Quick definition: B2C (business-to-consumer) marketing is a business model via which companies market directly to individual buyers.
- B2C (business-to-consumer) marketing directly targets consumers, whereas B2B (business-to-business) marketing involves one business selling directly to another, rather than to a general public.
- For B2C marketers, a big challenge is always staying current with — and ahead of — customer behavioral trends. B2C is fast-paced, and market changes can happen overnight.
- Ultimately, there are many similarities between B2C and B2B marketing models because both involve marketing to human beings. It’s the way that B2C marketers and B2B marketers engage with their targets that’s just a bit different.
- Because of the varying target customer of B2B and B2C companies, tactics used to market to customers and track key customer information may vary.
What is B2C marketing?
“B2C” stands for “business-to-consumer.” It’s a type of business model geared toward individual buyers. This is a common sales model that applies to both brick and mortar and online retailers. The brands that most people are familiar with are probably B2C, for example:
What does “B2B” mean?
“B2B” stands for “business-to-business” and is a type of business model that targets other businesses and business stakeholders as buyers. An example of a B2B business would be a content marketing agency that creates promotional social media content for other companies.
Some B2C companies also use a B2B business model, marketing to both consumers and company stakeholders. Adobe — a company that develops products for both consumers and business decision-makers — is a prominent example of a company using both business models.
What is the difference between B2B and B2C customers?
B2C customers are usually called consumers. A consumer is an individual that purchases goods and services for their needs and wants. Any time someone purchases something for themselves, their family, or a friend — whether it’s a package of cookies or a sports car — they are a consumer. The B2C sales cycle is typically short, with the majority of transactions being one-time purchases, often lower-value than B2B sales.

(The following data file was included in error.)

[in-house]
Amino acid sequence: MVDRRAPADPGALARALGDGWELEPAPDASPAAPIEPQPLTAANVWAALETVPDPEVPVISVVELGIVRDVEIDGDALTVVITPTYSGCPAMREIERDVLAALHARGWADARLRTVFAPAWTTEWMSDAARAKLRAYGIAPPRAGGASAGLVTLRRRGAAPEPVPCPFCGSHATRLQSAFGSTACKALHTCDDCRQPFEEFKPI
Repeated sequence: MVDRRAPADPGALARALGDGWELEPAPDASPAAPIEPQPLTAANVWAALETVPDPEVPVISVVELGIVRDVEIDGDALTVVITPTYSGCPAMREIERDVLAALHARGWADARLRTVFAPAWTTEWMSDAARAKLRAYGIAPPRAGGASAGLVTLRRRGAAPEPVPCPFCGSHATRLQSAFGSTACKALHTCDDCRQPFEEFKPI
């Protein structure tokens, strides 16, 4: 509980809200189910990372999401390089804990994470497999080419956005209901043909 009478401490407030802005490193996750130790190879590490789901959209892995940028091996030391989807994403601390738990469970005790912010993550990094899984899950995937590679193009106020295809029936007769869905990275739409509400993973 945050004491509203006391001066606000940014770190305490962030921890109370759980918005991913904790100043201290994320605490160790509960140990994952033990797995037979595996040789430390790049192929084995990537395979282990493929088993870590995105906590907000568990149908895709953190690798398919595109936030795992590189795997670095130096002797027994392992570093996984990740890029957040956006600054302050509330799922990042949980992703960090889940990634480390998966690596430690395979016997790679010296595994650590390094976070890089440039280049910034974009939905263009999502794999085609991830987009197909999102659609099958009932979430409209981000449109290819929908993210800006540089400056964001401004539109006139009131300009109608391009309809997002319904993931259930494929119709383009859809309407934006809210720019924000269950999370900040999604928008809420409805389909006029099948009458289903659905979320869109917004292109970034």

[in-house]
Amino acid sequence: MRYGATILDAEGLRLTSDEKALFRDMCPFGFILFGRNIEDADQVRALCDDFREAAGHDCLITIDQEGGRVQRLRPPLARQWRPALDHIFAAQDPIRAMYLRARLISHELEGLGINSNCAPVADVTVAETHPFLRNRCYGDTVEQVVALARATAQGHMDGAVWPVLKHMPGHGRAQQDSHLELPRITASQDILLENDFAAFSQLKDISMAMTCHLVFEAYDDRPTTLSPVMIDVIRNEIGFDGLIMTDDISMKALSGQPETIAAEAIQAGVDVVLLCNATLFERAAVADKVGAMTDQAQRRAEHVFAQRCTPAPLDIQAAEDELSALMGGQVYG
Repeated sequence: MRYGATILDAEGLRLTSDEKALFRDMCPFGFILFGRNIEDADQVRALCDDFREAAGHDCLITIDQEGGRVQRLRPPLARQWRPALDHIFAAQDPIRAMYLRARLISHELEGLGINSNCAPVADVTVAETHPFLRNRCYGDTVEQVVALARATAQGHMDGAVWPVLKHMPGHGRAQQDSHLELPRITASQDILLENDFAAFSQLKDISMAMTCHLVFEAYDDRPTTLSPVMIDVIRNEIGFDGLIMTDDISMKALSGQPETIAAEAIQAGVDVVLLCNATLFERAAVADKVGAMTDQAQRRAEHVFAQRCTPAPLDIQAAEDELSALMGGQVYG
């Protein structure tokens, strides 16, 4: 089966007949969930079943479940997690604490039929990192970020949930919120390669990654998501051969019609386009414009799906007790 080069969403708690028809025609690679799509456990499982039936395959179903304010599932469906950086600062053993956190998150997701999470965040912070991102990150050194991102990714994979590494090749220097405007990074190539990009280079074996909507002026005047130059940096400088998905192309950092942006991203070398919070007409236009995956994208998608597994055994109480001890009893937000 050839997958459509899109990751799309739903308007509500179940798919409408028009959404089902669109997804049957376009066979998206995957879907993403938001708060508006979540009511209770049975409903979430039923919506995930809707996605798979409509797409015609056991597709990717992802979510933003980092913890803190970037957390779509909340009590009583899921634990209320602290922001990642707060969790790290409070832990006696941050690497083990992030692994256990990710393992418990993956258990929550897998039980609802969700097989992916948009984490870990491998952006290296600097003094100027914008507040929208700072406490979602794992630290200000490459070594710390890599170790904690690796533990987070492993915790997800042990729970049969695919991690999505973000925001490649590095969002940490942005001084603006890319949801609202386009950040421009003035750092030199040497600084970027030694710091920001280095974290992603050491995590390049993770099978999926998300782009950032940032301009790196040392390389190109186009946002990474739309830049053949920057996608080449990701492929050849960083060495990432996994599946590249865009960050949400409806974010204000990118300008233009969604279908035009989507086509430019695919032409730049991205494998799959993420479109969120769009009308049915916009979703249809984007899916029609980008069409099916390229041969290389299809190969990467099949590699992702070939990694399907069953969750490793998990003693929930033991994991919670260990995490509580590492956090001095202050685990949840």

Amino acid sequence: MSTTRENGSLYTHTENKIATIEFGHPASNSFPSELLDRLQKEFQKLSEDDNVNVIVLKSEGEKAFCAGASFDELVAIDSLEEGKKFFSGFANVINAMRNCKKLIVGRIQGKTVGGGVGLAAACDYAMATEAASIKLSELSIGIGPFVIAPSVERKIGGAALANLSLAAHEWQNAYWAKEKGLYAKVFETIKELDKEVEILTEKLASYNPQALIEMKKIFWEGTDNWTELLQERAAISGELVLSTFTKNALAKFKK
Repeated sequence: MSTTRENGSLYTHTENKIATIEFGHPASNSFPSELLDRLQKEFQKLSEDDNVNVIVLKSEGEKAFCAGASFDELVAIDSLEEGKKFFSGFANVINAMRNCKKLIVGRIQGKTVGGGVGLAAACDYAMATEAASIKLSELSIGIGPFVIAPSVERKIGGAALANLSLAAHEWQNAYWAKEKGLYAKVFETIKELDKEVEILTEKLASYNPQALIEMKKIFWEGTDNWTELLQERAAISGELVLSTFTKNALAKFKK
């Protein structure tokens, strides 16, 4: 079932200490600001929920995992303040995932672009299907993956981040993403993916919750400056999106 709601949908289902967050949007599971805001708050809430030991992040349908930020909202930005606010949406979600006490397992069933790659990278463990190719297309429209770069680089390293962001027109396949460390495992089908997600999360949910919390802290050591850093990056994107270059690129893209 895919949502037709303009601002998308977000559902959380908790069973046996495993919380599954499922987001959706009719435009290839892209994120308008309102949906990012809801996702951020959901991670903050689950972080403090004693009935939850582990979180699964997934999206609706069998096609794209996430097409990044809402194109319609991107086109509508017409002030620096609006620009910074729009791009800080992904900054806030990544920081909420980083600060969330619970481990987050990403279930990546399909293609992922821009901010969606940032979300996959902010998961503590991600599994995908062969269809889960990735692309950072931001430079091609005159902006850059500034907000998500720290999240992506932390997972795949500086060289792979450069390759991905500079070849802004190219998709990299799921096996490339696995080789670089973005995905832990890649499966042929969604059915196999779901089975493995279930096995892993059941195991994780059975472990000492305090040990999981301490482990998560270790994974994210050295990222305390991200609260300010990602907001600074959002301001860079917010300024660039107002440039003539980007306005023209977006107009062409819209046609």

For B2B companies, the term “customer” is more complicated. They are still targeting buyers, but these buyers are specific decision makers within a company and are usually classified by their role — like chief marketing officer (CMO), chief executive officer (CEO), and chief financial officer (CFO), to name a few. In the end, B2B marketers target key stakeholders within an organization, appealing to overarching company goals. An example B2B transaction could involve a technology business selling software or a service, such as IT security, to an online retailer.
Ultimately, there are many similarities between B2C and B2B marketing, because both involve marketing to human beings. It’s the way these two types of marketers engage with their targets that’s a bit different.
What are some challenges with B2C marketing?
For B2C marketers, a big challenge is always staying current with — and ahead of — customer behavior patterns and preferences. Predictive modeling attempts to forecast market trends and consumer action based on previous behavior. B2C is fast-paced, and market changes can happen overnight. They can shift the tide of what's popular and what's not.
It’s important for B2C marketers to be nimble and to use tools that can help them be more responsive to those market shifts. One thing that can help is using data to fill in the information gaps.
However, keep in mind that not all trackable data will result in meaningful insights. A critical aspect of predictive analytics is to determine what business forecast makes sense in terms of past patterns and what is noise — a change in consumer behavior could be an indication of a shift in their needs, or it could merely represent an anomaly.
Marketers should be able to discern between relevant, slightly relevant, and irrelevant data trends — understanding which are causal and which are merely coincidental.